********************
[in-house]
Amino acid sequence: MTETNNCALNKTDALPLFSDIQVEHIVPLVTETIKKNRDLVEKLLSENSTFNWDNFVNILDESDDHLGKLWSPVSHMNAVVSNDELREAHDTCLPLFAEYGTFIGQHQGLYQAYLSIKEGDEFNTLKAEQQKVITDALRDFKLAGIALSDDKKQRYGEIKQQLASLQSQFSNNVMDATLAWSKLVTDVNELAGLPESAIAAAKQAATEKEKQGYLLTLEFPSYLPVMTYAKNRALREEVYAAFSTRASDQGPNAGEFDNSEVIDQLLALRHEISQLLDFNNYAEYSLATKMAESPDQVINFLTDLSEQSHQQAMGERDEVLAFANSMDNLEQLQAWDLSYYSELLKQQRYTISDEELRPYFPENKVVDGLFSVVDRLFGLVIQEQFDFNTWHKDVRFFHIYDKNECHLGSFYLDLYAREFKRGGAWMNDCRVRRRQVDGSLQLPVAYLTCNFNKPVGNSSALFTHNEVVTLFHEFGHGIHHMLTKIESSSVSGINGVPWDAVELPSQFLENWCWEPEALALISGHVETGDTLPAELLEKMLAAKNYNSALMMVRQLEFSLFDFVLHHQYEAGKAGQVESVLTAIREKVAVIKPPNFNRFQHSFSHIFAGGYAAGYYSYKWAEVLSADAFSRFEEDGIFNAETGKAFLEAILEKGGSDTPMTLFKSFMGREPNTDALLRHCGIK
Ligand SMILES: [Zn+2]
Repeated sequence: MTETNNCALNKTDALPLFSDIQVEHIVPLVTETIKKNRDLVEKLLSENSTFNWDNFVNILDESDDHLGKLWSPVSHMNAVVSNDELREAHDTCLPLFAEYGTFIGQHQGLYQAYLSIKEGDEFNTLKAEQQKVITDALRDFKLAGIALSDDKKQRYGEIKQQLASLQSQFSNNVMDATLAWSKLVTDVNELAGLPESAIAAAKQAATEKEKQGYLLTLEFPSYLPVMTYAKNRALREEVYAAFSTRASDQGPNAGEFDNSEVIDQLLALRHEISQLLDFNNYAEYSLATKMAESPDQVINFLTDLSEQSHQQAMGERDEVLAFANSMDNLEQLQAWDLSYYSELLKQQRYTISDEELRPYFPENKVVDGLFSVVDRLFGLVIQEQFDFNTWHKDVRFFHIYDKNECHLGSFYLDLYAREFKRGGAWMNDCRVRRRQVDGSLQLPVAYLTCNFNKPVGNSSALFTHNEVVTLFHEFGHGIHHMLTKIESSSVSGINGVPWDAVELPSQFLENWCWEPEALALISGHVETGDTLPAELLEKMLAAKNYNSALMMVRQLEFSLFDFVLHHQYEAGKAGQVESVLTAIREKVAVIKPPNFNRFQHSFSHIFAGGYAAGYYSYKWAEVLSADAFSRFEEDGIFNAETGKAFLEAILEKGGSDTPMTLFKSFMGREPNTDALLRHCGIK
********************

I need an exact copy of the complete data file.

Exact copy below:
[in-house]
Amino acid sequence: MTETNNCALNKTDALPLFSDIQVEHIVPLVTETIKKNRDLVEKLLSENSTFNWDNFVNILDESDDHLGKLWSPVSHMNAVVSNDELREAHDTCLPLFAEYGTFIGQHQGLYQAYLSIKEGDEFNTLKAEQQKVITDALRDFKLAGIALSDDKKQRYGEIKQQLASLQSQFSNNVMDATLAWSKLVTDVNELAGLPESAIAAAKQAATEKEKQGYLLTLEFPSYLPVMTYAKNRALREEVYAAFSTRASDQGPNAGEFDNSEVIDQLLALRHEISQLLDFNNYAEYSLATKMAESPDQVINFLTDLSEQSHQQAMGERDEVLAFANSMDNLEQLQAWDLSYYSELLKQQRYTISDEELRPYFPENKVVDGLFSVVDRLFGLVIQEQFDFNTWHKDVRFFHIYDKNECHLGSFYLDLYAREFKRGGAWMNDCRVRRRQVDGSLQLPVAYLTCNFNKPVGNSSALFTHNEVVTLFHEFGHGIHHMLTKIESSSVSGINGVPWDAVELPSQFLENWCWEPEALALISGHVETGDTLPAELLEKMLAAKNYNSALMMVRQLEFSLFDFVLHHQYEAGKAGQVESVLTAIREKVAVIKPPNFNRFQHSFSHIFAGGYAAGYYSYKWAEVLSADAFSRFEEDGIFNAETGKAFLEAILEKGGSDTPMTLFKSFMGREPNTDALLRHCGIK
Ligand SMILES: [Zn+2]
Repeated sequence: MTETNNCALNKTDALPLFSDIQVEHIVPLVTETIKKNRDLVEKLLSENSTFNWDNFVNILDESDDHLGKLWSPVSHMNAVVSNDELREAHDTCLPLFAEYGTFIGQHQGLYQAYLSIKEGDEFNTLKAEQQKVITDALRDFKLAGIALSDDKKQRYGEIKQQLASLQSQFSNNVMDATLAWSKLVTDVNELAGLPESAIAAAKQAATEKEKQGYLLTLEFPSYLPVMTYAKNRALREEVYAAFSTRASDQGPNAGEFDNSEVIDQLLALRHEISQLLDFNNYAEYSLATKMAESPDQVINFLTDLSEQSHQQAMGERDEVLAFANSMDNLEQLQAWDLSYYSELLKQQRYTISDEELRPYFPENKVVDGLFSVVDRLFGLVIQEQFDFNTWHKDVRFFHIYDKNECHLGSFYLDLYAREFKRGGAWMNDCRVRRRQVDGSLQLPVAYLTCNFNKPVGNSSALFTHNEVVTLFHEFGHGIHHMLTKIESSSVSGINGVPWDAVELPSQFLENWCWEPEALALISGHVETGDTLPAELLEKMLAAKNYNSALMMVRQLEFSLFDFVLHHQYEAGKAGQVESVLTAIREKVAVIKPPNFNRFQHSFSHIFAGGYAAGYYSYKWAEVLSADAFSRFEEDGIFNAETGKAFLEAILEKGGSDTPMTLFKSFMGREPNTDALLRHCGIK